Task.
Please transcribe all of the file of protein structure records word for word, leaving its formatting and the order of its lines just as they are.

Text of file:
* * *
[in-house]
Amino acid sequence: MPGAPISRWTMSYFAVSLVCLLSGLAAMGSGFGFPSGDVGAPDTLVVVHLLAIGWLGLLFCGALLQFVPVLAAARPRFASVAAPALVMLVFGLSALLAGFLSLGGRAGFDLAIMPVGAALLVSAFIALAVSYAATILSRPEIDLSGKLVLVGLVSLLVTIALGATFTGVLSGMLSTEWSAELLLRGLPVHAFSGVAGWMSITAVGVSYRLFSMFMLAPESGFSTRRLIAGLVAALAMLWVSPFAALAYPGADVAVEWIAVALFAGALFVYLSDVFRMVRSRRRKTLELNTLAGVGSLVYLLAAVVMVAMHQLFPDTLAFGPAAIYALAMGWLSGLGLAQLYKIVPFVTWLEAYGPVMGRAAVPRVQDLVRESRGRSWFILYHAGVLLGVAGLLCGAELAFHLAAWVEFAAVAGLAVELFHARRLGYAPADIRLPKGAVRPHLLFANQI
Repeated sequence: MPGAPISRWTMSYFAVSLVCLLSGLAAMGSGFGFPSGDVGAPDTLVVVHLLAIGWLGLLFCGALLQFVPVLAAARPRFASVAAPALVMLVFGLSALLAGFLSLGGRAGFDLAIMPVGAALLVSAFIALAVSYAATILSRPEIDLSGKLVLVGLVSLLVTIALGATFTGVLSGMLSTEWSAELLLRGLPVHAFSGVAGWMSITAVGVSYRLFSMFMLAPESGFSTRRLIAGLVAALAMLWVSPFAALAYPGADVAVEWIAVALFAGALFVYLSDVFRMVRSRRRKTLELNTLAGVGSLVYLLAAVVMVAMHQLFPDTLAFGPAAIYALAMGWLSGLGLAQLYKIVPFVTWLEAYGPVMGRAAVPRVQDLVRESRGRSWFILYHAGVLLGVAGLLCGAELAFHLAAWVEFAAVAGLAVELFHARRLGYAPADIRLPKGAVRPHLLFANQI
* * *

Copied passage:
[in-house]
Amino acid sequence: MPGAPISRWTMSYFAVSLVCLLSGLAAMGSGFGFPSGDVGAPDTLVVVHLLAIGWLGLLFCGALLQFVPVLAAARPRFASVAAPALVMLVFGLSALLAGFLSLGGRAGFDLAIMPVGAALLVSAFIALAVSYAATILSRPEIDLSGKLVLVGLVSLLVTIALGATFTGVLSGMLSTEWSAELLLRGLPVHAFSGVAGWMSITAVGVSYRLFSMFMLAPESGFSTRRLIAGLVAALAMLWVSPFAALAYPGADVAVEWIAVALFAGALFVYLSDVFRMVRSRRRKTLELNTLAGVGSLVYLLAAVVMVAMHQLFPDTLAFGPAAIYALAMGWLSGLGLAQLYKIVPFVTWLEAYGPVMGRAAVPRVQDLVRESRGRSWFILYHAGVLLGVAGLLCGAELAFHLAAWVEFAAVAGLAVELFHARRLGYAPADIRLPKGAVRPHLLFANQI
Repeated sequence: MPGAPISRWTMSYFAVSLVCLLSGLAAMGSGFGFPSGDVGAPDTLVVVHLLAIGWLGLLFCGALLQFVPVLAAARPRFASVAAPALVMLVFGLSALLAGFLSLGGRAGFDLAIMPVGAALLVSAFIALAVSYAATILSRPEIDLSGKLVLVGLVSLLVTIALGATFTGVLSGMLSTEWSAELLLRGLPVHAFSGVAGWMSITAVGVSYRLFSMFMLAPESGFSTRRLIAGLVAALAMLWVSPFAALAYPGADVAVEWIAVALFAGALFVYLSDVFRMVRSRRRKTLELNTLAGVGSLVYLLAAVVMVAMHQLFPDTLAFGPAAIYALAMGWLSGLGLAQLYKIVPFVTWLEAYGPVMGRAAVPRVQDLVRESRGRSWFILYHAGVLLGVAGLLCGAELAFHLAAWVEFAAVAGLAVELFHARRLGYAPADIRLPKGAVRPHLLFANQI